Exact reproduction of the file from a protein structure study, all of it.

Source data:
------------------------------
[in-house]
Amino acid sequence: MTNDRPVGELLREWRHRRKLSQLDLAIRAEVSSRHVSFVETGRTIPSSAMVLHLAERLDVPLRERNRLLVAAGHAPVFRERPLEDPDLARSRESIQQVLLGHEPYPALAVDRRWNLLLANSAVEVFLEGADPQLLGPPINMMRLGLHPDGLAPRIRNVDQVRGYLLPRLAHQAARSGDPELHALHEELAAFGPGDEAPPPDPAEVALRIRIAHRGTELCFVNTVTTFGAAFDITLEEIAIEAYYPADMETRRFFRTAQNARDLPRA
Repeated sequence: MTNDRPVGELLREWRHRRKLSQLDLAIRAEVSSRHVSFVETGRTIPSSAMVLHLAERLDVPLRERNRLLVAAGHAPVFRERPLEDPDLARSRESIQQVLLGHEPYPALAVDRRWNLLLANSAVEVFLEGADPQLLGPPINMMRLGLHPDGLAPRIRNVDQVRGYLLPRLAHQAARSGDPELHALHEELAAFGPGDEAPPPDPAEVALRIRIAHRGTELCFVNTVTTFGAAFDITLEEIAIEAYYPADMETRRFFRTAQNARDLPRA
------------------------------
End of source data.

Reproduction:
[in-house]
Amino acid sequence: MTNDRPVGELLREWRHRRKLSQLDLAIRAEVSSRHVSFVETGRTIPSSAMVLHLAERLDVPLRERNRLLVAAGHAPVFRERPLEDPDLARSRESIQQVLLGHEPYPALAVDRRWNLLLANSAVEVFLEGADPQLLGPPINMMRLGLHPDGLAPRIRNVDQVRGYLLPRLAHQAARSGDPELHALHEELAAFGPGDEAPPPDPAEVALRIRIAHRGTELCFVNTVTTFGAAFDITLEEIAIEAYYPADMETRRFFRTAQNARDLPRA
Repeated sequence: MTNDRPVGELLREWRHRRKLSQLDLAIRAEVSSRHVSFVETGRTIPSSAMVLHLAERLDVPLRERNRLLVAAGHAPVFRERPLEDPDLARSRESIQQVLLGHEPYPALAVDRRWNLLLANSAVEVFLEGADPQLLGPPINMMRLGLHPDGLAPRIRNVDQVRGYLLPRLAHQAARSGDPELHALHEELAAFGPGDEAPPPDPAEVALRIRIAHRGTELCFVNTVTTFGAAFDITLEEIAIEAYYPADMETRRFFRTAQNARDLPRA